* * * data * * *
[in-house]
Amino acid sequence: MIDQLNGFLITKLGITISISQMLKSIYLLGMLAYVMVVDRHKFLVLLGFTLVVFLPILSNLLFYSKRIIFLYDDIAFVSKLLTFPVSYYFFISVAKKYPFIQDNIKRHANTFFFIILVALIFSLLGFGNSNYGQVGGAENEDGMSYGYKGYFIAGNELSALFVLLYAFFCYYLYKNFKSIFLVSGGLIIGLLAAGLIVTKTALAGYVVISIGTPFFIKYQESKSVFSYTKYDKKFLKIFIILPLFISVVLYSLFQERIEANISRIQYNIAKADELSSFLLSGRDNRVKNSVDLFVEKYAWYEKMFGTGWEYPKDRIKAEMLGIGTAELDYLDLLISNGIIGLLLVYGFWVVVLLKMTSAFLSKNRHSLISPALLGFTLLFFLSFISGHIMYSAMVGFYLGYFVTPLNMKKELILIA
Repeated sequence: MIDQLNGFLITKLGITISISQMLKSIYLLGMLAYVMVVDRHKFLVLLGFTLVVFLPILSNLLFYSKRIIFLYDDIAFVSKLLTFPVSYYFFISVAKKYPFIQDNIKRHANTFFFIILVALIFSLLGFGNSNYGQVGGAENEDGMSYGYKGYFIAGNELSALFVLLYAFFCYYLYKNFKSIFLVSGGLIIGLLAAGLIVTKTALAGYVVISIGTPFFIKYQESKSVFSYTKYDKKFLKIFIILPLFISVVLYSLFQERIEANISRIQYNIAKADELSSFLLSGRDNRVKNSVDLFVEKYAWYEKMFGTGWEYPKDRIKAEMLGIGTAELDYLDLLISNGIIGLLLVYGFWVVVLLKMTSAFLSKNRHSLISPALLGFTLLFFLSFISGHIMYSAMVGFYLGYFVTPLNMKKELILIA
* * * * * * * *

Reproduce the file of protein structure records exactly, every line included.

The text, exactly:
[in-house]
Amino acid sequence: MIDQLNGFLITKLGITISISQMLKSIYLLGMLAYVMVVDRHKFLVLLGFTLVVFLPILSNLLFYSKRIIFLYDDIAFVSKLLTFPVSYYFFISVAKKYPFIQDNIKRHANTFFFIILVALIFSLLGFGNSNYGQVGGAENEDGMSYGYKGYFIAGNELSALFVLLYAFFCYYLYKNFKSIFLVSGGLIIGLLAAGLIVTKTALAGYVVISIGTPFFIKYQESKSVFSYTKYDKKFLKIFIILPLFISVVLYSLFQERIEANISRIQYNIAKADELSSFLLSGRDNRVKNSVDLFVEKYAWYEKMFGTGWEYPKDRIKAEMLGIGTAELDYLDLLISNGIIGLLLVYGFWVVVLLKMTSAFLSKNRHSLISPALLGFTLLFFLSFISGHIMYSAMVGFYLGYFVTPLNMKKELILIA
Repeated sequence: MIDQLNGFLITKLGITISISQMLKSIYLLGMLAYVMVVDRHKFLVLLGFTLVVFLPILSNLLFYSKRIIFLYDDIAFVSKLLTFPVSYYFFISVAKKYPFIQDNIKRHANTFFFIILVALIFSLLGFGNSNYGQVGGAENEDGMSYGYKGYFIAGNELSALFVLLYAFFCYYLYKNFKSIFLVSGGLIIGLLAAGLIVTKTALAGYVVISIGTPFFIKYQESKSVFSYTKYDKKFLKIFIILPLFISVVLYSLFQERIEANISRIQYNIAKADELSSFLLSGRDNRVKNSVDLFVEKYAWYEKMFGTGWEYPKDRIKAEMLGIGTAELDYLDLLISNGIIGLLLVYGFWVVVLLKMTSAFLSKNRHSLISPALLGFTLLFFLSFISGHIMYSAMVGFYLGYFVTPLNMKKELILIA